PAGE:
Question: Whatever happened to the case against a Kahuku farmer who was charged with murder after fatally shooting a man who allegedly threatened him while trying to steal his crops in 2004?
Answer: The Honolulu Prosecutor’s Office said it has closed the case against farmer Khamxath Baccam and will not refile criminal charges after a judge dismissed a second-degree murder charge in 2006.
Baccam was accused of fatally shooting Marcelino Pacheco, 38, who was found dead on Malaekahana Road on Sept. 7, 2004, after Baccam walked into the Wahiawa District Police Station to report the incident.
Baccam fired a shotgun in self-defense because he “faced a terrifying encounter and felt the need to protect himself,” his attorney, Todd Eddins, said at a Sept. 14, 2004, court hearing.
Pacheco bled to death from shotgun-pellet wounds in the legs and thigh. City Deputy Medical Examiner Dr. William Goodhue testified at a hearing in 2004 that Pacheco had crystal methamphetamine in his system, which contributed to the bleeding.
Pacheco had 24 prior arrests and three convictions for petty misdemeanors, police reported. Baccam had no criminal record.
Acting Circuit Judge Hilary Gangnes dismissed the second-degree murder charge on Nov. 8, 2006, because the prosecutor’s office took longer than 180 days to bring the case to trial, in violation of Hawaii’s speedy trial law.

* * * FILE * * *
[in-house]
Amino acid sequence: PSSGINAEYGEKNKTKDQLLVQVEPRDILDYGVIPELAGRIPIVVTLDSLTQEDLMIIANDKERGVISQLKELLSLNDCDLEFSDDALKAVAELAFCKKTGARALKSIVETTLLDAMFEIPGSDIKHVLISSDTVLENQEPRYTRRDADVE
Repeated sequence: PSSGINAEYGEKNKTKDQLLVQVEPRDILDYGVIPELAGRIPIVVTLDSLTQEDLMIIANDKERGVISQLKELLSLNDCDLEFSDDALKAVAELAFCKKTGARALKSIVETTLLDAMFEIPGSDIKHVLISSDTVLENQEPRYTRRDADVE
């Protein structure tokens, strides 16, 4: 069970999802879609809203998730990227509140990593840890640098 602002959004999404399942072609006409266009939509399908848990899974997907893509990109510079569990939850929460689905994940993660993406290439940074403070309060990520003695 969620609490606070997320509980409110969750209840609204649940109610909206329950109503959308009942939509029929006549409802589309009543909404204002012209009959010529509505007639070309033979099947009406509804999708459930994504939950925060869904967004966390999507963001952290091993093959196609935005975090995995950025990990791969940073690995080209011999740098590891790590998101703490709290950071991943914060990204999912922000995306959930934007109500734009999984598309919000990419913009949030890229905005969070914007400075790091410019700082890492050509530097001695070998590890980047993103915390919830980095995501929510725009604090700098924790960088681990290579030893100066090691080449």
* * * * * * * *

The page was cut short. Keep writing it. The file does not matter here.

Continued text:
But Gangnes ruled that city prosecutors could reinstate the charge. Deputy Prosecutor Russell Uehara said at the time that the office was considering refiling a murder or a manslaughter charge as well as engaging in plea negotiations.
The prosecutor’s office said this week it would not refile the case in light of the decision to not refile made by the office under then-Prosecutor Peter Carlisle, now Honolulu mayor. Keith Kaneshiro succeeded Carlisle as prosecutor.
“We don’t want to second-guess the decision that the office under Carlisle made,” said Dave Koga, spokesman for Kaneshiro’s office.
Eddins said earlier in the week he thought the chance of charges being refiled against Baccam would be “highly improbable.”
Eddins said it is likely Baccam, a native of Laos who moved to Hawaii in the late 1980s, still lives on Oahu. The Star-Advertiser was unable to determine Baccam’s whereabouts.
This update was written by Lynn Nakagawa. You can write to us at Whatever Happened To …, Honolulu Star-Advertiser, 500 Ala Moana Blvd., Suite 7-210, Honolulu 96813; call 529-4747; or email firstname.lastname@example.org.